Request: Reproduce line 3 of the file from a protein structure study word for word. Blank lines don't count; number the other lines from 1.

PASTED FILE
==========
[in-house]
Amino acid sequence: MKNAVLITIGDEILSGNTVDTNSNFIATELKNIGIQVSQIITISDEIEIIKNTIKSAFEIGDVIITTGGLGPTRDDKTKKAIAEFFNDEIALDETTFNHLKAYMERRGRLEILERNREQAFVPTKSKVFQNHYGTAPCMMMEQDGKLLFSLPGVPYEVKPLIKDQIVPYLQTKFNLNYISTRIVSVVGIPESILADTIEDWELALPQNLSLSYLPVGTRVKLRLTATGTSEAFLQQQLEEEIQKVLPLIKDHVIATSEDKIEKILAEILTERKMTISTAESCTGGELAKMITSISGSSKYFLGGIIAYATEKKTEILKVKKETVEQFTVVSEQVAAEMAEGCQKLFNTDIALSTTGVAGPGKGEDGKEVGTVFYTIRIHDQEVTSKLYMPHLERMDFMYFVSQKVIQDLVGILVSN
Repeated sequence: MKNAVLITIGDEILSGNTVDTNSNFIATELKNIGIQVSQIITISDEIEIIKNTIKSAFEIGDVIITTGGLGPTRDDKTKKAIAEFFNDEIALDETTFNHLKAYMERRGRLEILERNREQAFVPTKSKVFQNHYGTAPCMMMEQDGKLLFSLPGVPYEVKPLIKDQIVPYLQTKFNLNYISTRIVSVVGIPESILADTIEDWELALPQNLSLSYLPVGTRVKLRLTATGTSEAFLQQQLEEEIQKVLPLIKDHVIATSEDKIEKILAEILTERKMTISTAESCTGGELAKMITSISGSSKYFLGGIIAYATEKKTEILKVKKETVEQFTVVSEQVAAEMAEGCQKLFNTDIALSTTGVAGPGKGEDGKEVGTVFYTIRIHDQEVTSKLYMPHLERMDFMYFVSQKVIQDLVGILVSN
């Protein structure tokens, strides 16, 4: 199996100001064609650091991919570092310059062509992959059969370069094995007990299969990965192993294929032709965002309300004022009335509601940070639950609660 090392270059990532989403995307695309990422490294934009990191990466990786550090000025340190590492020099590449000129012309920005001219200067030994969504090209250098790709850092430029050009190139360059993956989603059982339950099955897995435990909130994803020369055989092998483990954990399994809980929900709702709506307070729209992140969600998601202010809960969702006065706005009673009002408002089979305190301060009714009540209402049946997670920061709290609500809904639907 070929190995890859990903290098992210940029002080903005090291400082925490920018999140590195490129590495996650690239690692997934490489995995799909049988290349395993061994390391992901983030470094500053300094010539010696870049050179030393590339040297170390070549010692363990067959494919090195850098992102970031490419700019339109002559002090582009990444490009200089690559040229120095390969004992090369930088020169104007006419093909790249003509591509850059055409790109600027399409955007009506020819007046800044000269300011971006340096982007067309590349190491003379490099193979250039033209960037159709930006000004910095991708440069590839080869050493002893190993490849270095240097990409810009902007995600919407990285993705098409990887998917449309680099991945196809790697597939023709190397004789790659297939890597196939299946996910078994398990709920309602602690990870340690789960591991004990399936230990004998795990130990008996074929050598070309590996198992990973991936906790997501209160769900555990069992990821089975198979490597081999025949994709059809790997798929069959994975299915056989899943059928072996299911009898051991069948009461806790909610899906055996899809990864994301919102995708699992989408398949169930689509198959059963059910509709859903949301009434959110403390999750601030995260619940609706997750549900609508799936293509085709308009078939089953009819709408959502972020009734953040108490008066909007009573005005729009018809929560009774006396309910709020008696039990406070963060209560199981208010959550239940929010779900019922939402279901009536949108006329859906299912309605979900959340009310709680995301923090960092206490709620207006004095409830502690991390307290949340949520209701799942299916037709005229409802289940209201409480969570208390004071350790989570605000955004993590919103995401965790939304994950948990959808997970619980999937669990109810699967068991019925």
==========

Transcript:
Repeated sequence: MKNAVLITIGDEILSGNTVDTNSNFIATELKNIGIQVSQIITISDEIEIIKNTIKSAFEIGDVIITTGGLGPTRDDKTKKAIAEFFNDEIALDETTFNHLKAYMERRGRLEILERNREQAFVPTKSKVFQNHYGTAPCMMMEQDGKLLFSLPGVPYEVKPLIKDQIVPYLQTKFNLNYISTRIVSVVGIPESILADTIEDWELALPQNLSLSYLPVGTRVKLRLTATGTSEAFLQQQLEEEIQKVLPLIKDHVIATSEDKIEKILAEILTERKMTISTAESCTGGELAKMITSISGSSKYFLGGIIAYATEKKTEILKVKKETVEQFTVVSEQVAAEMAEGCQKLFNTDIALSTTGVAGPGKGEDGKEVGTVFYTIRIHDQEVTSKLYMPHLERMDFMYFVSQKVIQDLVGILVSN